Silent Emergency: Battling severe malnutrition in Southern Philippines

The prolonged displacement due to the 2008 armed conflict in Central Mindanao caused a silent nutrition emergency to surface. Since then, UNICEF with various partners such as Medecins Sans Frontieres from 2009 to 2010 and Save the Children in 2010 and 2011 implemented various approaches to address severe acute malnutrition (SAM). While these interventions were still largely seen as humanitarian in nature, there was a recognized need to align with global standards in management of SAM and at the same time document local experiences, challenges, and best practices towards the development of a national

Community-based Management of Acute Malnutrition (CMAM) protocol. This resulted in the recent project of UNICEF and Save the Children, entitled “Ensuring Access to Nutrition and Education among the Conflict Affected Areas of Central Mindanao”.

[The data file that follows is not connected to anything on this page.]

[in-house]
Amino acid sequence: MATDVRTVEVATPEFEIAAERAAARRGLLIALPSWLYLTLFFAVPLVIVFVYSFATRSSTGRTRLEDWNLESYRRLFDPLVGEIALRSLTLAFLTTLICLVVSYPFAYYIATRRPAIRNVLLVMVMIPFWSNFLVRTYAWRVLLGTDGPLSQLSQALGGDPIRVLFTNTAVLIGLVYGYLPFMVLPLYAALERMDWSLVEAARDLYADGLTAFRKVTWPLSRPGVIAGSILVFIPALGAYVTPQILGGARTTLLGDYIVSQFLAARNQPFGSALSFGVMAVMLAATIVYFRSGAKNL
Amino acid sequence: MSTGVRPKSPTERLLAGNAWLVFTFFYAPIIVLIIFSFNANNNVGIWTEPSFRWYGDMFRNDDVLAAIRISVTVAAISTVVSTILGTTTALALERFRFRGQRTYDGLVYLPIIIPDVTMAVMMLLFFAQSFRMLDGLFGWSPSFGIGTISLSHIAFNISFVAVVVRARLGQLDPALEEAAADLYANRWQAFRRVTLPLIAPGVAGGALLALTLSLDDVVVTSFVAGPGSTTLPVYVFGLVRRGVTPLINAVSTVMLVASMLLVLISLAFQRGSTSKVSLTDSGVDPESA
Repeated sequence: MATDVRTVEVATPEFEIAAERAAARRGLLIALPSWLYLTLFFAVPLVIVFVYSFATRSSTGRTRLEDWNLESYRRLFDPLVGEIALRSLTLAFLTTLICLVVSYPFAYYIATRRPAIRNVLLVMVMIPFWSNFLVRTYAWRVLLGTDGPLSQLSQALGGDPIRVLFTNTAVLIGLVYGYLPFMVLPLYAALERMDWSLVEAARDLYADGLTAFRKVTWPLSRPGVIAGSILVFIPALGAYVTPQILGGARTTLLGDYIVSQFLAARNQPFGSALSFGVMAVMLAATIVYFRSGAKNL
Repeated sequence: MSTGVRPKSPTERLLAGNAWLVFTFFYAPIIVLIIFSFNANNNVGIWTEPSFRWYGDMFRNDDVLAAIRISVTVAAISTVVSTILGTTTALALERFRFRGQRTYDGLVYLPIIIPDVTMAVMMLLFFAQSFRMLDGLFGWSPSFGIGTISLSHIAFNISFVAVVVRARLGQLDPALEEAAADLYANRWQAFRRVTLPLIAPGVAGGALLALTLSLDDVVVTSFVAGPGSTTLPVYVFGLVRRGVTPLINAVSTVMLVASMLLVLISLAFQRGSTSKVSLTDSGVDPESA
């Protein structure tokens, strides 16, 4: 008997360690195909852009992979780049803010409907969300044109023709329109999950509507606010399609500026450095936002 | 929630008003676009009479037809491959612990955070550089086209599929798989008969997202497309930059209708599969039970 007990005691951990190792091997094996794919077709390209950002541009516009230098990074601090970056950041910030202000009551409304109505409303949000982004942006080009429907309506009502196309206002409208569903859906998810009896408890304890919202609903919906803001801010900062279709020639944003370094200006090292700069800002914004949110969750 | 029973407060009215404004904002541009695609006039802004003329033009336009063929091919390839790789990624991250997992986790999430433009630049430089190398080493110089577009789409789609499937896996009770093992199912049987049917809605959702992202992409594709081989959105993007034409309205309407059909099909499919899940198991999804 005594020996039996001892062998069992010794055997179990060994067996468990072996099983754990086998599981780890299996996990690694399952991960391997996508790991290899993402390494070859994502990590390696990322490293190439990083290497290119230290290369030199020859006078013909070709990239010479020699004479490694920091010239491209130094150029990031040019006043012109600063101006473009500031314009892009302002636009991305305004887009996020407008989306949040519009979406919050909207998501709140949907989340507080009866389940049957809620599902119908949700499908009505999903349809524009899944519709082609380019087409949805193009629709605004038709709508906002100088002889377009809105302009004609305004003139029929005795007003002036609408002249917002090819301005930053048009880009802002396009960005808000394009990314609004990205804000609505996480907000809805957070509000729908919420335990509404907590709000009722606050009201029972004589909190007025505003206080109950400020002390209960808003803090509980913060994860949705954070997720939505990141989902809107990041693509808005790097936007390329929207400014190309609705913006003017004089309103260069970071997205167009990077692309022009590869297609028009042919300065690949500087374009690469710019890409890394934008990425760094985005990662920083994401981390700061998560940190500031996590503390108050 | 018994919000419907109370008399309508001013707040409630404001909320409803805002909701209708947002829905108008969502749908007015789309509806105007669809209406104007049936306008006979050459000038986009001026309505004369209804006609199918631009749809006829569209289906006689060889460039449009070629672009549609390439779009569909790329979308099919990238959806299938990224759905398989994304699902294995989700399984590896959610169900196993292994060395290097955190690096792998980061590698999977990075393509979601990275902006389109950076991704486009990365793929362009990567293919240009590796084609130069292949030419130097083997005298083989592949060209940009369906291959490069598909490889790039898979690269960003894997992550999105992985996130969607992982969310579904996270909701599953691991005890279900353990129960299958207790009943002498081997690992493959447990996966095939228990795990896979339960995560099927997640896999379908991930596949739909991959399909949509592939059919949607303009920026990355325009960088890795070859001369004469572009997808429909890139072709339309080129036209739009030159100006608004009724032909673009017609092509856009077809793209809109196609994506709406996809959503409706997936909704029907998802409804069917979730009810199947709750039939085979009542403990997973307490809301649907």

By April 2011, 32,770 children under 5 years old were screened for acute malnutrition and given supplies of multi- micro nutrient powders while 388 children were treated for SAM, doubling the number of children reached the year before in just four and a half months. Community mobilization activities were conducted in all target municipalities, and more than 1,100 mothers have been reached with nutrition education and IYCF counseling sessions by local NGO partners. At its young stage, the CMAM program indicators were reaching very close to international standards.

Implementation of CMAM by Save the Children since the first program cycle in 2009 has yielded significant challenges and experiences that aided in the gradual improvement of the quality of service delivery, means of coordination with partners, and the degree program objectives are achieved.

Training for service providers and agreements on roles and coordination mechanisms during the early phase of the project are crucial. In all phases of implementation, the commitment and involvement of key government stakeholders at the regional, provincial and municipal levels must be sought.

Community mobilization is seen as a means of addressing barriers to access; and sustained efforts to engage the beneficiaries must be made.